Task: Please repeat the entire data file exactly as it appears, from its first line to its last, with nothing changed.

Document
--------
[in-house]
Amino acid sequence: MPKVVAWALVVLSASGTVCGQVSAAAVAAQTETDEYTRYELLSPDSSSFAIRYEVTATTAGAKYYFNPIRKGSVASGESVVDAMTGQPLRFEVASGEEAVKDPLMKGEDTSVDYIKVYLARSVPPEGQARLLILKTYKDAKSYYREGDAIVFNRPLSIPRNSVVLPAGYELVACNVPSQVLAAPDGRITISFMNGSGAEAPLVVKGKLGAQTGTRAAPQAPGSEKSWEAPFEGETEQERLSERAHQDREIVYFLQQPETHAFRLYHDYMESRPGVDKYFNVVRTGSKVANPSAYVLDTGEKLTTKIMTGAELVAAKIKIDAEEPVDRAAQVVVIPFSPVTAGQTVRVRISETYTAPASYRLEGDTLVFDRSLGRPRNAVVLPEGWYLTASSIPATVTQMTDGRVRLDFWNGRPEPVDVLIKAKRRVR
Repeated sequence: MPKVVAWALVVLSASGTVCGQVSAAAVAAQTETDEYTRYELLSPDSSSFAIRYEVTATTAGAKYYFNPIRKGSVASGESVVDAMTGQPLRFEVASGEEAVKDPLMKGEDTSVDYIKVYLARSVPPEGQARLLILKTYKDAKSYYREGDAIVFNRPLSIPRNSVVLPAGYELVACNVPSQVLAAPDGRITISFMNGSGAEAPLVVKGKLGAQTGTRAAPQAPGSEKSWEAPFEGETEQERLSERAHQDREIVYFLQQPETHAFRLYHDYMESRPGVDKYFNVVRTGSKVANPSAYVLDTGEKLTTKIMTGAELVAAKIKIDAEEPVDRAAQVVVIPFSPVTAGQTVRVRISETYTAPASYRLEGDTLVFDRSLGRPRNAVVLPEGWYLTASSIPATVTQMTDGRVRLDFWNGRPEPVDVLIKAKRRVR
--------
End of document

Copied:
[in-house]
Amino acid sequence: MPKVVAWALVVLSASGTVCGQVSAAAVAAQTETDEYTRYELLSPDSSSFAIRYEVTATTAGAKYYFNPIRKGSVASGESVVDAMTGQPLRFEVASGEEAVKDPLMKGEDTSVDYIKVYLARSVPPEGQARLLILKTYKDAKSYYREGDAIVFNRPLSIPRNSVVLPAGYELVACNVPSQVLAAPDGRITISFMNGSGAEAPLVVKGKLGAQTGTRAAPQAPGSEKSWEAPFEGETEQERLSERAHQDREIVYFLQQPETHAFRLYHDYMESRPGVDKYFNVVRTGSKVANPSAYVLDTGEKLTTKIMTGAELVAAKIKIDAEEPVDRAAQVVVIPFSPVTAGQTVRVRISETYTAPASYRLEGDTLVFDRSLGRPRNAVVLPEGWYLTASSIPATVTQMTDGRVRLDFWNGRPEPVDVLIKAKRRVR
Repeated sequence: MPKVVAWALVVLSASGTVCGQVSAAAVAAQTETDEYTRYELLSPDSSSFAIRYEVTATTAGAKYYFNPIRKGSVASGESVVDAMTGQPLRFEVASGEEAVKDPLMKGEDTSVDYIKVYLARSVPPEGQARLLILKTYKDAKSYYREGDAIVFNRPLSIPRNSVVLPAGYELVACNVPSQVLAAPDGRITISFMNGSGAEAPLVVKGKLGAQTGTRAAPQAPGSEKSWEAPFEGETEQERLSERAHQDREIVYFLQQPETHAFRLYHDYMESRPGVDKYFNVVRTGSKVANPSAYVLDTGEKLTTKIMTGAELVAAKIKIDAEEPVDRAAQVVVIPFSPVTAGQTVRVRISETYTAPASYRLEGDTLVFDRSLGRPRNAVVLPEGWYLTASSIPATVTQMTDGRVRLDFWNGRPEPVDVLIKAKRRVR